The man most likely to become Egypt’s next president , Abdelfattah Al-Sisi, is long on generalities short on detail. He has refused to publish a programme for no obvious reasons. But one particular thing he said had attracted more attention than others, especially that of Western media.
In his first tv interview Mr Al-Sisi said “The Islamist discourse has robbed Islam of its humanity.” This prompted the Reuters news agency to announce that “Egypt’s Sisi will turn Islam on Islamists.”
Describing Mr Al-Sisi as a pious leader, and likening him to late president Sadat, the agency concluded that Al-Sisi would use his own “vision of Islam” to fight Islamism. It didn’t tell us what this vision was (neither did he for that matter).
This is an ominous comparison for Mr Al-Sisi though, since Sadat was gunned down by Islamist terrorists, and Mr Al-Sisi did for the first time disclose during the televised interview that there had been already two attempts on his life, but refused to give any details. This has lead one Egyptian daily (Al-Tahrir) to ask readers in an online poll whether they think the next president would be assassinated ! Bizarre you might think. But it is not the only thing that can be qualified as such in Egypt today.
However, Reuters didn’t seem to be aware that there was nothing newsworthy in its spin, because past leaders in Egypt have tried to do precisely that — and failed.
They had no personal vision, but simply enlisted the support of state-sanctioned Islam in the fight against the Muslim Brothers and other Jihadis. And it has backfired for obvious reasons : when you surrender the terms of the battle to your adversary, you instantly sign your own death warrant. Instead of categorically and uncompromisingly rejecting the Islamist frame of reference and insisting on defining politics in terms of practical, concrete and measurable achievements, playing the identity game on the Islamists’s grounds, the state was bound to fail, because it can never be thoroughly Islamic, according to the Islamist rule book.
And the signs are that Mr Al-Sissi will follow the same failed script : to prove that he and his rule will be more Islamic than the Islamists.
In a previous article I alluded to the enormous mosque being constructed by the army and dedicated to the former defence minister, Tantawi. Unfortunately, Al-Sisi was given an easy ride in his first interview. He was not for example asked whose decision it was to spend so much money (estimated to be millions of Egyptian pounds) to construct such a mosque. Interestingly, Mr Al-Sisi , who demonstrated a sober grasp of the numbers underlying Egypt’s economic and social woes, said the country was in need of 20,000 new schools.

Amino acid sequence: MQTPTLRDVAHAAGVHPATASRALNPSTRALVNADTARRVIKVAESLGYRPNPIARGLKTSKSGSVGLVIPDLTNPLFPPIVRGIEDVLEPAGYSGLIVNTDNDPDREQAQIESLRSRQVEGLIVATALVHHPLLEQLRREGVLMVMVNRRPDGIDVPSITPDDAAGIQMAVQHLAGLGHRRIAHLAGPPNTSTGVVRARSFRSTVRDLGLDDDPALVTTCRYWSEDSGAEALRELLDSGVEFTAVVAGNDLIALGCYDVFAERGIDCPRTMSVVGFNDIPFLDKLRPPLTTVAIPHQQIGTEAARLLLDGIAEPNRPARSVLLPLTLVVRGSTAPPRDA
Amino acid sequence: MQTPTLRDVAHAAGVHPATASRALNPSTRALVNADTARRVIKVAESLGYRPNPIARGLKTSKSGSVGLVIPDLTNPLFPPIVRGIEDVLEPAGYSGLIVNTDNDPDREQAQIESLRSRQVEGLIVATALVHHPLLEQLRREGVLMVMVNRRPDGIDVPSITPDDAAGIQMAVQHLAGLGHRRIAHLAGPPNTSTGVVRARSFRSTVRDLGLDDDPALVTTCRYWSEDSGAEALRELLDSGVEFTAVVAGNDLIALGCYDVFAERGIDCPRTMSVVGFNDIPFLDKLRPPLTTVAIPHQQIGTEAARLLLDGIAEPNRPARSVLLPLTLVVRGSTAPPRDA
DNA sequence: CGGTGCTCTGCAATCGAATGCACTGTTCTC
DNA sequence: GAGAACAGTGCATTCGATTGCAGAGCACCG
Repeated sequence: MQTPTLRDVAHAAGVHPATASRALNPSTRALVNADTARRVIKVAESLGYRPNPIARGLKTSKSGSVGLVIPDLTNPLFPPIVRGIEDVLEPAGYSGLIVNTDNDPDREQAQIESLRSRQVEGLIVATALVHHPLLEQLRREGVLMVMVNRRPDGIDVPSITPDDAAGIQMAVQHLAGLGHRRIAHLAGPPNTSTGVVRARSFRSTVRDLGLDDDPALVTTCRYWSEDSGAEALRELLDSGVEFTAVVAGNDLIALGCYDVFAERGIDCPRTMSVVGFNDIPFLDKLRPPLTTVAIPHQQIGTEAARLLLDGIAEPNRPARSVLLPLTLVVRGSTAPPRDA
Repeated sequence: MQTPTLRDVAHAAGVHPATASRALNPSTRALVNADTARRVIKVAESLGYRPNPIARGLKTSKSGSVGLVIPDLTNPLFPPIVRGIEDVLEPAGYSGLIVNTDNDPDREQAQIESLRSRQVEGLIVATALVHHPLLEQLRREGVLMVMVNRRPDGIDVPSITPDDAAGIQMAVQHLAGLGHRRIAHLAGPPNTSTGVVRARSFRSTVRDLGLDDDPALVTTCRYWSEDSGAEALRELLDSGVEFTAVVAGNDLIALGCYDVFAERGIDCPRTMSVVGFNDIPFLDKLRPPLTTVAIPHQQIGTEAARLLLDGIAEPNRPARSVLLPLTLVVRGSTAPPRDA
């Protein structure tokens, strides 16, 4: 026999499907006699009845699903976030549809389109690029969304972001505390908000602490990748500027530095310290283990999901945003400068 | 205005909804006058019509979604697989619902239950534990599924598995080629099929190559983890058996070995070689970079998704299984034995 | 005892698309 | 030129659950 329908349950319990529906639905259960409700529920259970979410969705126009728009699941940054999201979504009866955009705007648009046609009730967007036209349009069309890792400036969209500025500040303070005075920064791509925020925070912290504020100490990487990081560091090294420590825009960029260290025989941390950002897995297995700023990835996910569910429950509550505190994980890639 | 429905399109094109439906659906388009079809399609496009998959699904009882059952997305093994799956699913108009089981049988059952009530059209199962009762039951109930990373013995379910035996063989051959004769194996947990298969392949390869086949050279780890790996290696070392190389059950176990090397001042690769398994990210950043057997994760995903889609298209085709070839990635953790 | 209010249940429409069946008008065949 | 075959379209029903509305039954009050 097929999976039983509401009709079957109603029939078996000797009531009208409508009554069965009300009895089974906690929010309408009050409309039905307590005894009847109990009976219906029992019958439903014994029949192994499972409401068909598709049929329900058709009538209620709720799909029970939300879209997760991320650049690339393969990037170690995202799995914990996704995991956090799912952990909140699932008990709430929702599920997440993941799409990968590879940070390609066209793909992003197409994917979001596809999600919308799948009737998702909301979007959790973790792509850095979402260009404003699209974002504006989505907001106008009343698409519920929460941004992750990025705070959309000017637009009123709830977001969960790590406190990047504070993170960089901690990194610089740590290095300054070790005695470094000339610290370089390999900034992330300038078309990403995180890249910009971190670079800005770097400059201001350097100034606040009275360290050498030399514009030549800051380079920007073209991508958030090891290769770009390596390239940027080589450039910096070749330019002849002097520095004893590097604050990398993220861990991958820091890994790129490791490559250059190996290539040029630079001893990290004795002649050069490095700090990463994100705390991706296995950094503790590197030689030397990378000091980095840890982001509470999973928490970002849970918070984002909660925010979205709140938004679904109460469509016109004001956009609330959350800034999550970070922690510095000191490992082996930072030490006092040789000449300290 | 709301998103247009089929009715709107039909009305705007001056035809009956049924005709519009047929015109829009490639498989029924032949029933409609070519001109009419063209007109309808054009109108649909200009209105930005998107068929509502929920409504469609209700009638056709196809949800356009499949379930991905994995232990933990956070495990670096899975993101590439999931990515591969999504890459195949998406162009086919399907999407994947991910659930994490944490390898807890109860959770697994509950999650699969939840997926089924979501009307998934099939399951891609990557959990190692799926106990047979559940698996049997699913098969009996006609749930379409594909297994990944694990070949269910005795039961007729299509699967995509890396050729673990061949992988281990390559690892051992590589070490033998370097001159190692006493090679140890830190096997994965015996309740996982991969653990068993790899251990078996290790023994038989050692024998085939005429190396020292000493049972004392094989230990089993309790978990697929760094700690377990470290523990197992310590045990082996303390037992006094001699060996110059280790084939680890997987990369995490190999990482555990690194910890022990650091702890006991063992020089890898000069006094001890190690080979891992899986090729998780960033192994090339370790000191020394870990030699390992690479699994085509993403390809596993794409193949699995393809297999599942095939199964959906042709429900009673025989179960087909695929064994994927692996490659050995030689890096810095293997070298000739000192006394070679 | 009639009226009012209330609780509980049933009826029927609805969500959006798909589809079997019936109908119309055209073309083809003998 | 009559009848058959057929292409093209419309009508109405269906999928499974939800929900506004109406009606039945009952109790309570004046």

The first question that comes to mind is how many schools the money spent on Tantawi’s mosque could have built ? Not knowing the cost of that mosque, we may never be able to answer that question with exact figures.
But it is a crucial question for the future of Egypt. Former government minister , Maged Othman, has disclosed in a recent column a staggering fact : “Did you now, dear reader”, he wrote in Al-Shorouk daily , “ that the number of mosques and churches in Egypt has reached 100 K, while the number of schools is only 50 K.” The real figure could be a lot higher because the official statistics do not include an unknown number of private mosques built without planning permission and , even more alarming, operate without the supervision of the religious authorities.
Mr Othman wrote that in one particular area in upper Egypt the number of mosques had quadrupled during the past seven years.
Nearly all the mosques are built by private donations, because pious Egyptians believe that building a mosque will guarantee them a place in paradise in the afterlife.
Why donating money to build schools and other public works does not seem to count as piety ? Is serving the public not a religious act in the full sense of the word ? Does not the call to prayer urge Muslims five times a day to do good work in this life (“hayy ?ala al falah” — falah is derived from the verb which also means cultivating the land ) !
Mr Othman – who before serving as minister in the previous government, worked as chief of government agency that has access to all official statistics – disclosed that Egypt has also seen an exponential growth in Azhari (religious) education, making Al-Azhar university the largest in Egypt.
For those who do not know, Azhari pupils in primary and secondary schools study the standard curriculum but they also have to memorise the Koran and other canonical Islamic texts. Has that improved the moral fibre of Egyptian society ? If it has , neither I or any one else, have noticed. It has only produced people so ill-equipped for the labour market, which then turns into frustration and anger … you know the rest.
Making religion the benchmark with which to assess everything is the game of Islamists – those who are fighting this ideology should refuse to play it.
Will Mr Al-Sisi try to reverse that trend , which has only served to insert religion everywhere ?
I doubt Al-Sisi can deal with this challenge, because it requires a degree of intellectual ammunition the Egyptian military are not known to possess, due to their educational and cultural background ( which is predominantly rural and conservative).
Everything the military (or the political order they have created since the nineteen fifties) have done for the past sixty years (sincere nationalists as they are) have only made the Isalmists stronger. Are they aware of that ? Can they reverse it ? I hope they do, but I doubt it.
(Written for IslamistGate http://www.islamistgate.com/688)